Congregants become the legs and feet of the scroll as they dance through the assembly.
Regular Shabbat Readings
- Vezot Habracha (וזאת הברכה | This is the blessing)
- Torah: Deuteronomy 33:1-34:12
- Haftarah: Joshua 1:1-18
- Gospel: Acts 1:1-14
Note: The regular readings are often interrupted with special readings on Jewish holidays, special Sabbaths, and Rosh Chodesh. Refer to the annual Torah Portion schedule for these special portions.
- Deuteronomy 33:1 | Moses’ Final Blessing on Israel
- Deuteronomy 34:1 | Moses Dies and Is Buried in the Land of Moab
- Joshua 1:1 | God’s Commission to Joshua
- Joshua 1:10 | Preparations for the Invasion
The fifty-fourth and last reading from the Torah begins with the words Vezot ha’Berachah (וזאת הברכה), which means “And this is the blessing.” These are the first words of Deuteronomy 33:1. This Torah portion is ordinarily read on the day of Simchat Torah (Rejoicing of the Torah) in conjunction with the beginning of the book of Genesis to mark the conclusion of one year’s Torah cycle and the beginning of the next. The portion contains Moses’ final blessings over the twelve tribes, the story of his ascent up Mount Nebo to overlook the land of Canaan and the story of his death and burial.
On the same day that we finish reading the Torah, we begin it again. We conclude the book of Deuteronomy then the scroll is rewound and we begin reading of the book of Genesis. The celebration that accompanies the ending and beginning of the Torah reading is called Simchat Torah, “The Rejoicing of the Torah.” It is traditionally done on the Eighth Day (Shemini Atzeret) after the seven days of the festival Sukkot. (In the Diaspora where festival Sabbaths are doubled, the ninth day.)
Why is it called the “Rejoicing of the Torah” as if the Torah itself was doing the rejoicing? In some sense, it seems as if the Torah does rejoice on this day. In the synagogue, it is traditional to take the Torah in one’s arms and dance through the aisles with it. Congregants become the legs and feet of the scroll as they dance through the assembly.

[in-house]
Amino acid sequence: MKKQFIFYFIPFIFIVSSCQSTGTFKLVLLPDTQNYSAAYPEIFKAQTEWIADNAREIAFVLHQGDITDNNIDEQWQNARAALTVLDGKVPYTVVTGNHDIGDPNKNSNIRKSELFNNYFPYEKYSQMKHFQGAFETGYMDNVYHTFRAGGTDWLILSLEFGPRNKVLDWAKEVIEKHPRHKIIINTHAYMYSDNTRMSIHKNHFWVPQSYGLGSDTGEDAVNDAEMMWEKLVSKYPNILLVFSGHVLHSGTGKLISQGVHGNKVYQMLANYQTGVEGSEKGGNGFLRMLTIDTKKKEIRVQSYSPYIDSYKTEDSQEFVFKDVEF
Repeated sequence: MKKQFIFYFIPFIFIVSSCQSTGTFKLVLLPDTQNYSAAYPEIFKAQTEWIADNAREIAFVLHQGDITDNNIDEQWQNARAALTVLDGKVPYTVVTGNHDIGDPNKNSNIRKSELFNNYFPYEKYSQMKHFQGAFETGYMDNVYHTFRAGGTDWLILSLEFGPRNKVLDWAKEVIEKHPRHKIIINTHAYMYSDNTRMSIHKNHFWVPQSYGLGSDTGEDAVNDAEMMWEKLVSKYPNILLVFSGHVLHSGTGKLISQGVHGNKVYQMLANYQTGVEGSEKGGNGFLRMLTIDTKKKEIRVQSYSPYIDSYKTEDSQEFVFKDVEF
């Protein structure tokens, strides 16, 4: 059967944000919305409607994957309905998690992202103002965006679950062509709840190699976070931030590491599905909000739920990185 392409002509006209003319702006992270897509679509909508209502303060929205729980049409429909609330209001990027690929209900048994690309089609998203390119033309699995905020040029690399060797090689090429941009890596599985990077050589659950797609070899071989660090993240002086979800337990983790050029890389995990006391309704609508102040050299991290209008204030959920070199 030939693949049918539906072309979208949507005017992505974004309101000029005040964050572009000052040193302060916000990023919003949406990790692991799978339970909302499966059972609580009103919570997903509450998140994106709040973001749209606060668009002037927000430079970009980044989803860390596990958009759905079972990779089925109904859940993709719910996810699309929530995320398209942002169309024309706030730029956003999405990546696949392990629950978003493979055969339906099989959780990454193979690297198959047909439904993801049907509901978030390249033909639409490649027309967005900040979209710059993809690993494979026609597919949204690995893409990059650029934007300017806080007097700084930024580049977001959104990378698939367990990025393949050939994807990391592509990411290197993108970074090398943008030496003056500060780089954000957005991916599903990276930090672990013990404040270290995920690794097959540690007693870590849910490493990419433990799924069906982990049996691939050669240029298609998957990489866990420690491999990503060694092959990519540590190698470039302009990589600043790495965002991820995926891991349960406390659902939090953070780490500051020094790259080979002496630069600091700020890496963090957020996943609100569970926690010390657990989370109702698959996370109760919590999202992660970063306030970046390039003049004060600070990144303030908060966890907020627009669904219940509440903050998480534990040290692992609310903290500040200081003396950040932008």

At the end of the book of Deuteronomy, we read the story of how Moses, the First Redeemer and foreshadowing type of the Messiah-to-come, succumbs to death. After 120 years, he sees the Promised Land from the heights of Mount Nebo, and then he dies. Regarding his death, the Torah tells us that God Himself buried the body of Moses. The Midrash Rabbah imagines God coaxing Moses’ soul forth from his body.
Thereupon God kissed Moses and took away his soul with a kiss of the mouth… (Deuteronomy Rabbah 11:10)
Yet before we have even had time to properly grieve the death of Moses (who was a pattern of the Messiah-to-come) we rewind the scroll of Torah and read the narrative of a new beginning, a new creation, a new heaven and a new earth, a new man (adam) into whom God breathes the soul life. The kiss of death and the kiss of life are delivered from the same mouth. A pattern is established. The ending, “Tav” gives way to the beginning “Alef.” Death gives way to life. With God, the end is a new beginning.
He who is the Eternal Word, the Goal of the Torah and the First and the Last has declared, “Do not be afraid; I am the first and the last, and the living One; and I was dead, and behold, I am alive forevermore. (Revelation 1:17-18)
This is the rejoicing of the Torah. (Click to Source)
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